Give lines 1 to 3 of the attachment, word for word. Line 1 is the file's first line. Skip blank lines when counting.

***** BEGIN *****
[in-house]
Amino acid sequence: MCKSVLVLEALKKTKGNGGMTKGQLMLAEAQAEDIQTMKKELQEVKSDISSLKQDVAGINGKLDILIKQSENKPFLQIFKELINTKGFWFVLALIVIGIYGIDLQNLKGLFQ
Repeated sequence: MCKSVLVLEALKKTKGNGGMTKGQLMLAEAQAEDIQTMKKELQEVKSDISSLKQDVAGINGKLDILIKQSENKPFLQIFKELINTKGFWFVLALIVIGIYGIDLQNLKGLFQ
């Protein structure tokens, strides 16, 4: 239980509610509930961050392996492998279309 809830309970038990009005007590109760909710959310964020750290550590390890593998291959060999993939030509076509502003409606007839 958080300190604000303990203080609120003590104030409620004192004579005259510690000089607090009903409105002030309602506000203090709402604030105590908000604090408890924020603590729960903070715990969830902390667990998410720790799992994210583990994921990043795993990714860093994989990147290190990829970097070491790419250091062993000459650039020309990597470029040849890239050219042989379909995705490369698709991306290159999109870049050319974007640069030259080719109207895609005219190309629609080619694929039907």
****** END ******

[in-house]
Amino acid sequence: MCKSVLVLEALKKTKGNGGMTKGQLMLAEAQAEDIQTMKKELQEVKSDISSLKQDVAGINGKLDILIKQSENKPFLQIFKELINTKGFWFVLALIVIGIYGIDLQNLKGLFQ
Repeated sequence: MCKSVLVLEALKKTKGNGGMTKGQLMLAEAQAEDIQTMKKELQEVKSDISSLKQDVAGINGKLDILIKQSENKPFLQIFKELINTKGFWFVLALIVIGIYGIDLQNLKGLFQ